TAE GEUK El JANG > TAE GEUK EE JANG > TAE GEUK SAM JANG > TAE GEUK SA JANG > PAL GWE EL JANG > TAE GEUK OH JANG > PAL GWE EE JANG > TAE GEUK YUK JANG > PAL GWE SAM JANG > TAE GEUK CHIL JANG > PAL GWE SA JANG > TAE GEUK PAL JANG > PAL GWE OH JANG >

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Board Breaking

board breakingBreaking boards and bricks are the most spectacular aspect of Tae Kwon Do. A student with precise focus control will be able to demonstrate his/her power to utilize the bare hands and feet to break the target. Breaking techniques are not about a person with strength and muscle mass, but about generating energy to the mind and body to create a personal inner-strength. This inner-strength is accomplished by allowing the body to relax before the blow is struck. When this process is done properly, a student not only break a target cleanly but also with no pain.

Why is breaking important to the development of a student's Tae Kwon Do training? Breaking helps a student to be self aware of his/her surrounding by developing strong listening skills and concentrating what lays before them. A strong focus will execute a sound judgment. It takes many years of practice and key meditation for a student to understand his/her mind and body capabilities to challenge the level stack of boards and bricks.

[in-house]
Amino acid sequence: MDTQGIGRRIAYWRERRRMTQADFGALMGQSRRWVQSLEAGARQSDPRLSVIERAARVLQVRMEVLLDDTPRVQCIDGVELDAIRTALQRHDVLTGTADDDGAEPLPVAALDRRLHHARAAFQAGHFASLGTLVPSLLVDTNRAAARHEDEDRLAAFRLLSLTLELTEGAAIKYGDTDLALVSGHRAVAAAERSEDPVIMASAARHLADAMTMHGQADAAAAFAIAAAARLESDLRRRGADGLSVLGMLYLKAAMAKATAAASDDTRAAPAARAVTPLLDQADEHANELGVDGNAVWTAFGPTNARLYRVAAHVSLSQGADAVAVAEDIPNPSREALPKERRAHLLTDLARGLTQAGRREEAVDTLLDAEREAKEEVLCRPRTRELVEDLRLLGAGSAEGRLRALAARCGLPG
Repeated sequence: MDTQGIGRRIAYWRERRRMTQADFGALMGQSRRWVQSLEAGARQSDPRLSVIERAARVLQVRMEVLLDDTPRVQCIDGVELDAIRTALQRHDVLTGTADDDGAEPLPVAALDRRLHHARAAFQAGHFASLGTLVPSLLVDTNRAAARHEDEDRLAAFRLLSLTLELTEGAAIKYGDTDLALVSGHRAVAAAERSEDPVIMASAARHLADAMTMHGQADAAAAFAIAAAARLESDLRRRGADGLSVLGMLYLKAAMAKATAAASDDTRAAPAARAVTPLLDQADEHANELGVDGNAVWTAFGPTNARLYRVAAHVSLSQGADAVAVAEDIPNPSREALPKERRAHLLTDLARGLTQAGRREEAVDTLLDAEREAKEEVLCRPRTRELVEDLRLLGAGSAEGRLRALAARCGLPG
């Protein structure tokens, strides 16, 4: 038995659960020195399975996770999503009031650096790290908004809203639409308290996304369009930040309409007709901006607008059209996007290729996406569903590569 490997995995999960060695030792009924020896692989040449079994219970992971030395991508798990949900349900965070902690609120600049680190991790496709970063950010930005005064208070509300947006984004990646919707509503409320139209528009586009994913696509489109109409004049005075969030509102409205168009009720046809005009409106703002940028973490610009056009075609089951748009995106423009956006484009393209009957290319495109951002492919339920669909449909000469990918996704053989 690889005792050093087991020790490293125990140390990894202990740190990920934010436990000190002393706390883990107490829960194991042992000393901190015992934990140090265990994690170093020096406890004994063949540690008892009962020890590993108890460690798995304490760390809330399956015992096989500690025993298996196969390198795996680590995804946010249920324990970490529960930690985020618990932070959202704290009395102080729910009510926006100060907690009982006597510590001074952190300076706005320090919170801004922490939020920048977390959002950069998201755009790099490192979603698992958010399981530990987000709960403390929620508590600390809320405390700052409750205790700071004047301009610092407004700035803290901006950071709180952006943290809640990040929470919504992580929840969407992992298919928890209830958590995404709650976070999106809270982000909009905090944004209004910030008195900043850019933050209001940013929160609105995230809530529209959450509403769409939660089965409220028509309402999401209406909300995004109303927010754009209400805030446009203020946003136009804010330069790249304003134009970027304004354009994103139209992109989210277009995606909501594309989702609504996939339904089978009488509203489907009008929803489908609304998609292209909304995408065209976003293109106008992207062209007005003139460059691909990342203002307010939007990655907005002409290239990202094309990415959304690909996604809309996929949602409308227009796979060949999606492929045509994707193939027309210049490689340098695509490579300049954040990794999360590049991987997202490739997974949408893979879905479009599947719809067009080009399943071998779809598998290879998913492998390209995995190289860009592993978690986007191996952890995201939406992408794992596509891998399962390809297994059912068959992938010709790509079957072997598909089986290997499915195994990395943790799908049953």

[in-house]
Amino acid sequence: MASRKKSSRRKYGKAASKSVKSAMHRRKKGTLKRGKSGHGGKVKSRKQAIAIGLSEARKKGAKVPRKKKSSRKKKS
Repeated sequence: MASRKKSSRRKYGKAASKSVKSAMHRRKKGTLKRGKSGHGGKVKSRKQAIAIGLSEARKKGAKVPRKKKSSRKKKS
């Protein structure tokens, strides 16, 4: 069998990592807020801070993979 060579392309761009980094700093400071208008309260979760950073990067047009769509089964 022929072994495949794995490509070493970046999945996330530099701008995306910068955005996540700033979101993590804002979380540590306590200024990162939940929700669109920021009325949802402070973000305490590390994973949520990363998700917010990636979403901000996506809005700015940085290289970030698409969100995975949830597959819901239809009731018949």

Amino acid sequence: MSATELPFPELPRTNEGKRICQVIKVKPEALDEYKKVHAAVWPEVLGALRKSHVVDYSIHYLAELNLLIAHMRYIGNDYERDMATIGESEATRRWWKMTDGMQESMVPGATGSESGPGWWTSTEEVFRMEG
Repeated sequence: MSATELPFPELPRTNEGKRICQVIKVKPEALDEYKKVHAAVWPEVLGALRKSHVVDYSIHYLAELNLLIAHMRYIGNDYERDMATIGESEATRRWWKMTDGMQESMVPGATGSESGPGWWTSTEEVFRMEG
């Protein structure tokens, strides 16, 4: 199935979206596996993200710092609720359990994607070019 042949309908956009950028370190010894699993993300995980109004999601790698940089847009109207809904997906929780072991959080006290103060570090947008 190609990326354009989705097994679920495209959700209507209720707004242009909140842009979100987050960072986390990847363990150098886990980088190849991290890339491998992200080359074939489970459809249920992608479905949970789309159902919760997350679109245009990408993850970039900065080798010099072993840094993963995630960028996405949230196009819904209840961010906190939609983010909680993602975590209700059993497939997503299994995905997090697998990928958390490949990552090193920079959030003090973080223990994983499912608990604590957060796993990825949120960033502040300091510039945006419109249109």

It is as important to break a target as well as holding a target. Proper holding tecboardbreakinghniques do take extreme focus for the holder to be unified with the breaker. The holder must hold a target with precision so that the breaker will break on target. It is also important for the holder to concentrate his/her energy to avoid injuries from the breaker's power. Some advance breaking techniques do not required a holder which take a student years to understand this level of focus.

Breaking techniques are performed in belt tests and Elite Demonstration Team events.

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Sparring